Epilepsy is a common serious neurological condition. Dr Wendyl D’Souza talks about what can be done for people diagnosed with epilepsy, and the resources available to them.


Hello. My name is Wendyl D’Souza. I’m a neurologist specialising in epilepsy at St Vincent’s Hospital Melbourne, and an epidemiologist jointly, at the University of Melbourne and the Menzies Research Institute in Tasmania. I joined the Editorial Advisory Board of the Virtual Neuro Centre three years ago, and today I would like to share with you my insights on epilepsy.

Epilepsy is the most common, serious neurological condition. About 10-12% of people will have a seizure and 3-4% will have epilepsy at some stage in their life. I try and understand the causes and consequences of epilepsy, as an epilepsy specialist, by diagnosing and treating individual patients, while as an epidemiologist I try and do this by studying epilepsy in large groups of people with the condition. I therefore spend all my time treating, researching, educating, training and communicating knowledge about epilepsy.

I do this to try and improve services and care for patients, especially by prevention, diagnosis and treatment. In my work I see many patients and families who are resigned to putting up with the uncertainty of not knowing what is causing their seizures, having untreatable seizures, or experiencing side effects from their medication.

We now generally expect to stop seizures completely, with medicines, in about 70% of patients, without causing troubling side effects, in maybe about 60%. In patients whose epilepsy is not well controlled with medicines, specialist epilepsy centres such as St Vincent’s Hospital in Melbourne, conduct detailed investigations to work out what kind of epilepsy they have and to see whether a brain operation would be useful.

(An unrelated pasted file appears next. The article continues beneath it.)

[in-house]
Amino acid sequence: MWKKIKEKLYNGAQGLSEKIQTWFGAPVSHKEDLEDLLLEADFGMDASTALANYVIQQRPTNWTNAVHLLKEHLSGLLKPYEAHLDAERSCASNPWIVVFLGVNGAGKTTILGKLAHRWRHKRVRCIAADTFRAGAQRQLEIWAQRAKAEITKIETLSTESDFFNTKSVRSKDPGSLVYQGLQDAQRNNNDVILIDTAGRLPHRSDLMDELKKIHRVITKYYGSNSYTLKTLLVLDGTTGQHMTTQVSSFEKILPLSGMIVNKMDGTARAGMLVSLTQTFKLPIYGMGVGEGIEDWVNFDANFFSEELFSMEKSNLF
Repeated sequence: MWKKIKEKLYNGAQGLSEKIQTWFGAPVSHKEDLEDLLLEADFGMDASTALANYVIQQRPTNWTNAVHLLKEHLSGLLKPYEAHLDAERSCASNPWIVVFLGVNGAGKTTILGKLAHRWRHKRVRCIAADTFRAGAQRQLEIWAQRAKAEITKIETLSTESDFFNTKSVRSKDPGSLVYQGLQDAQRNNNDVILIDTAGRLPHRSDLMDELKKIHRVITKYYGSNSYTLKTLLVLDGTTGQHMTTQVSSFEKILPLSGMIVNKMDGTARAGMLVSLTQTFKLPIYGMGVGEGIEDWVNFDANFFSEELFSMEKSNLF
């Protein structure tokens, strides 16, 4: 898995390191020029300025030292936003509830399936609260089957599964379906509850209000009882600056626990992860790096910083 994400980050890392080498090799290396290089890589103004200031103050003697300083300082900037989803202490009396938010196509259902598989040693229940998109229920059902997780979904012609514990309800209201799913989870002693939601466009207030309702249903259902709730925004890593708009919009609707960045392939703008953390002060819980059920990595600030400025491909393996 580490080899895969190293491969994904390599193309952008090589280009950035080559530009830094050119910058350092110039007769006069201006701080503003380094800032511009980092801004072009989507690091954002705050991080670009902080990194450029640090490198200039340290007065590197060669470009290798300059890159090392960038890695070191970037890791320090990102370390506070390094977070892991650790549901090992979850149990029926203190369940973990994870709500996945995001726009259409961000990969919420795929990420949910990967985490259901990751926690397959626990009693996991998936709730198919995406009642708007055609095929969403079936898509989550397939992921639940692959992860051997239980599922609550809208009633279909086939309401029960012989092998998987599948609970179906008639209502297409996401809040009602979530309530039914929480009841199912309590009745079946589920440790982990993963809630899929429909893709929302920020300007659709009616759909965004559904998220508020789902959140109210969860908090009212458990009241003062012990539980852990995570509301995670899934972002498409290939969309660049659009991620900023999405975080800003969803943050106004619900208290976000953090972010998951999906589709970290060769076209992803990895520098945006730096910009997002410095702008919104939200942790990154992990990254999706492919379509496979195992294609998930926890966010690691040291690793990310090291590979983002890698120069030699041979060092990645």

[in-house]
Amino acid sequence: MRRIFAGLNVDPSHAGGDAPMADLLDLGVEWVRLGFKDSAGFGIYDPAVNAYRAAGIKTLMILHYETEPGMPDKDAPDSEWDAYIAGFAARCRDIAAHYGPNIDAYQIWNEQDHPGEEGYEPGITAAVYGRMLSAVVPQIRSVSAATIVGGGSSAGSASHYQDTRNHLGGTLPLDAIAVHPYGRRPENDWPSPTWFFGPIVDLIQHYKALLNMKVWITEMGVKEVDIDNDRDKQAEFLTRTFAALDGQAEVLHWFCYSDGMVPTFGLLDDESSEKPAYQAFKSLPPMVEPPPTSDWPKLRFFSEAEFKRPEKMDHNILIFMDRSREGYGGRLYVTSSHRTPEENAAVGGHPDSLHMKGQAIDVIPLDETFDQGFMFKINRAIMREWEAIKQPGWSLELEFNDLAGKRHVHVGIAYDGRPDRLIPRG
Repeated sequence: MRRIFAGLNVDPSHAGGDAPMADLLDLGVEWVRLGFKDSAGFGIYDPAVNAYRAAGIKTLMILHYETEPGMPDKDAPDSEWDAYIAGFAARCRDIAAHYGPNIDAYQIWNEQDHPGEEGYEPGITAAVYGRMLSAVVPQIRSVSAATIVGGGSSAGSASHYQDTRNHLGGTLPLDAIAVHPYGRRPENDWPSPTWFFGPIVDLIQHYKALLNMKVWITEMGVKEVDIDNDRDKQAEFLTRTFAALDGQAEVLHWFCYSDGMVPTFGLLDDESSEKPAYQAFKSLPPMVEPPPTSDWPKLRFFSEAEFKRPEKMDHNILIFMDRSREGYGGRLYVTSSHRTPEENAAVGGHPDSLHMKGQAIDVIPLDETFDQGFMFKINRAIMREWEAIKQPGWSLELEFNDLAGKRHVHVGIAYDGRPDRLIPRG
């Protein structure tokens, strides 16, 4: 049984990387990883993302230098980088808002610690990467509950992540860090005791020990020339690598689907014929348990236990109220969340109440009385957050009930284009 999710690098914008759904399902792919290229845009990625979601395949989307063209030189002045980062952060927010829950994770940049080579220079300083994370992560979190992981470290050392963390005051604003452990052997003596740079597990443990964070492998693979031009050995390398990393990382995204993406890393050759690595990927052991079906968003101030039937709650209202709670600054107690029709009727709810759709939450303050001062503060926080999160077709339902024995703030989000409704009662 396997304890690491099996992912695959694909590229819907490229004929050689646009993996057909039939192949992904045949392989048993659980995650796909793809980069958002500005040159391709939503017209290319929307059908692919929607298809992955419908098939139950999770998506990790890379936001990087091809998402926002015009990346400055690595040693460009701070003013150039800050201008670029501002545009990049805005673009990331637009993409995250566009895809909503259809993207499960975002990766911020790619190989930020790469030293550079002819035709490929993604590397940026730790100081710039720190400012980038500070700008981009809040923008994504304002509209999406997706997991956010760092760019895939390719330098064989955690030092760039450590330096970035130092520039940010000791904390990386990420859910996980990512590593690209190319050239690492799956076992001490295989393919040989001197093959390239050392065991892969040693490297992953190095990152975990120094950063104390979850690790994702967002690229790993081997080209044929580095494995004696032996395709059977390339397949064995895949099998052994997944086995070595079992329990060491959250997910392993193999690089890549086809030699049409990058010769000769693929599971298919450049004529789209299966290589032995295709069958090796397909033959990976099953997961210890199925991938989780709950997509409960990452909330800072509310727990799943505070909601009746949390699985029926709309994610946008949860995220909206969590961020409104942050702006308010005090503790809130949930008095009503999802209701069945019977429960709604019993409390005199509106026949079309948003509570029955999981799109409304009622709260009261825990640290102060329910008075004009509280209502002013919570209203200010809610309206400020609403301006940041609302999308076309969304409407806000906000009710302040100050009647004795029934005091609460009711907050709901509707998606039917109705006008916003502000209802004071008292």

These tests can involve video EG monitoring, where we film the patients and monitor their brain waves during a seizure, or to look for the footprints of their epilepsy, and to conduct detailed brain imaging studies, to look for any birth mark or scar on the brain that may be causing their epilepsy. This can often help us to work out whether changing their medication or performing an operation is the best way to try and control their epilepsy.

We now know by stopping seizures without causing side effects, gives the best chance of people with epilepsy the certainty to enable them to learn at school, drive a car, get and keep a job, have children safely, and get back on with their lives.

Thank you for watching, and have a nice day.

More information

monitoring-epilepsy-100x100 For everything you need to know about epilepsy, visit Epilepsy.

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